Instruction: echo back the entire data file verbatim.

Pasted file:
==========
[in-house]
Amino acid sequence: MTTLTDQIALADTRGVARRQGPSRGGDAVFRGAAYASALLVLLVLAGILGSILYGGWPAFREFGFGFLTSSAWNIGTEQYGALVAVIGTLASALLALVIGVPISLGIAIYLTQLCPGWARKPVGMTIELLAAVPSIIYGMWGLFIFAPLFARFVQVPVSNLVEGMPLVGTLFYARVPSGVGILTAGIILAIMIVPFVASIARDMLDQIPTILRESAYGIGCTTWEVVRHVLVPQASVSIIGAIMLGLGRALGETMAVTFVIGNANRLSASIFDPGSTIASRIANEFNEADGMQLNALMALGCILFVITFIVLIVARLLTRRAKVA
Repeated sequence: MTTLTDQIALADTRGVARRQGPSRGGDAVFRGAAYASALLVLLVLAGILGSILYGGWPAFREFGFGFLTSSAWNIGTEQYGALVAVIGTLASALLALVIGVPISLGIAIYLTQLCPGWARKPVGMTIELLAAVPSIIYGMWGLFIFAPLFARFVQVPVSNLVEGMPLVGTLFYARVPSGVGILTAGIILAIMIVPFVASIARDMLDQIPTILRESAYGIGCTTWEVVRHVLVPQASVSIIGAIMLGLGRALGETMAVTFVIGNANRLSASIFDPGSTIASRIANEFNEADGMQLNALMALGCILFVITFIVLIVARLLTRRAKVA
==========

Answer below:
[in-house]
Amino acid sequence: MTTLTDQIALADTRGVARRQGPSRGGDAVFRGAAYASALLVLLVLAGILGSILYGGWPAFREFGFGFLTSSAWNIGTEQYGALVAVIGTLASALLALVIGVPISLGIAIYLTQLCPGWARKPVGMTIELLAAVPSIIYGMWGLFIFAPLFARFVQVPVSNLVEGMPLVGTLFYARVPSGVGILTAGIILAIMIVPFVASIARDMLDQIPTILRESAYGIGCTTWEVVRHVLVPQASVSIIGAIMLGLGRALGETMAVTFVIGNANRLSASIFDPGSTIASRIANEFNEADGMQLNALMALGCILFVITFIVLIVARLLTRRAKVA
Repeated sequence: MTTLTDQIALADTRGVARRQGPSRGGDAVFRGAAYASALLVLLVLAGILGSILYGGWPAFREFGFGFLTSSAWNIGTEQYGALVAVIGTLASALLALVIGVPISLGIAIYLTQLCPGWARKPVGMTIELLAAVPSIIYGMWGLFIFAPLFARFVQVPVSNLVEGMPLVGTLFYARVPSGVGILTAGIILAIMIVPFVASIARDMLDQIPTILRESAYGIGCTTWEVVRHVLVPQASVSIIGAIMLGLGRALGETMAVTFVIGNANRLSASIFDPGSTIASRIANEFNEADGMQLNALMALGCILFVITFIVLIVARLLTRRAKVA